The first of about 8,000 lawsuits blaming the health problems and
deaths of Florida smokers on tobacco companies went to trial Tuesday,
more than two years after the state Supreme Court threw out a record
$145 billion class-action verdict.
The high court in 2006 rejected the punitive damages awarded by a
jury as excessive, but left in place the case's conclusions that
tobacco companies knowingly sold dangerous products and concealed the
health risks of smoking for years. But the court also ruled that
smokers or their survivors must prove their cases individually.
Elaine Hess, widow of 40-year smoker Stuart Hess, is the first of
those plaintiffs to go to trial. Because of the previous findings on
industry liability, the key to the case is proving whether her husband
was addicted to cigarettes made by Richmond, Va.-based Philip Morris, a
unit of Altria Group.
Hess attorney Adam Trop told a six-person jury that Stuart Hess, who
died in 1997 of lung cancer at age 55, smoked about two packs of
cigarettes a day and tried numerous times to quit. Mr. Trop said
medical and other evidence shows that Mr. Hess became addicted to
nicotine in the mid-1950s, long before the hazards of smoking were
widely known outside the tobacco industry.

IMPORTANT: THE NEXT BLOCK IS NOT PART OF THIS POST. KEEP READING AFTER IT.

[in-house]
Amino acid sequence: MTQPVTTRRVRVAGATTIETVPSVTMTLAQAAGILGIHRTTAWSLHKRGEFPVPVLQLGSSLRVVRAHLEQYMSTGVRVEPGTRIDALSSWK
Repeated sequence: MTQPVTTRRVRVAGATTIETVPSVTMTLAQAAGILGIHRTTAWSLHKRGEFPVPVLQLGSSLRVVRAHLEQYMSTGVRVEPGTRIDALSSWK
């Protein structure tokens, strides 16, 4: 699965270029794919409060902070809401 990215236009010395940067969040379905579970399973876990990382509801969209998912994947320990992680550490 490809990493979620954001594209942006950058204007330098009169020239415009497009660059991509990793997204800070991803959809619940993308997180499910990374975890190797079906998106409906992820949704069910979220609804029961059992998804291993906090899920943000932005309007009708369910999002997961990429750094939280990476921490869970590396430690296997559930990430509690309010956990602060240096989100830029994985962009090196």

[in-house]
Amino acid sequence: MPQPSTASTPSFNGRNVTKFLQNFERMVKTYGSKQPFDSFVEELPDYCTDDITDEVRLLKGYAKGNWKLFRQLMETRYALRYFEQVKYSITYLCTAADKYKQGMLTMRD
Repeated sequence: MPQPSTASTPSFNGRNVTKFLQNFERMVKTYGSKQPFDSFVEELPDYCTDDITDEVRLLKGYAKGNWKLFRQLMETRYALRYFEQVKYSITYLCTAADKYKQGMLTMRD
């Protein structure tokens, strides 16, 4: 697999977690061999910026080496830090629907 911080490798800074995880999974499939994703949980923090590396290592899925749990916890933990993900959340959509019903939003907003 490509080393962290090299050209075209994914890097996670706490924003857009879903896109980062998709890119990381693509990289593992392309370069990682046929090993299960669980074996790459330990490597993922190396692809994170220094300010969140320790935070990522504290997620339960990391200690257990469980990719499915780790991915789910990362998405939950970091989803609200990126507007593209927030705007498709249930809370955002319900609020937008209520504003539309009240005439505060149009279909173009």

"Stuart Hess did not choose to become a lifelong customer of Philip Morris," Mr. Trop said. "They made that choice for him."
Philip Morris attorney Kenneth Reilly said there's no longer any
dispute that cigarettes can cause lung cancer or that smoking is
addictive. But Mr. Reilly said there is ample proof that Mr. Hess
wasn't clinically addicted, that he was able to quit smoking at various
times and that he knew the risks of smoking as a young man.
"There is no question Mr. Hess smoked a lot of cigarettes over a
long period of time," Mr. Reilly said. "You can smoke a cigarette, but
if you do, you're taking a chance. It's a decision he made."
The outcome of the trial, expected to last about three weeks, is
being closely watched by the tobacco industry and by the thousands of
other Florida smokers and survivors who have filed similar lawsuits.
Although it does not have direct legal impact on those other lawsuits,
the Hess case could signal how many of them will turn out.
Trial originally began in December but was halted in the first day
when a witness used a racial epithet in describing research on racial
aspects of tobacco marketing. Broward Circuit Judge Jeffrey Streitfeld
called a mistrial because of the possible impact on African-American
members of that first jury.
A second, ethnically mixed jury of three men and three women was then chosen and trial started again.
The $145 billion damage award that was voided by the Supreme Court
came in 2000 in Miami. It was the largest such punitive award in U.S.
history and involved a class of smokers estimated at about 700,000 as
part of a 1994 lawsuit filed by pediatrician Howard Engle, who had
smoked for decades and couldn't quit.
At the time, the Engle case was the first class-action lawsuit against tobacco companies to make it to trial in the U.S.
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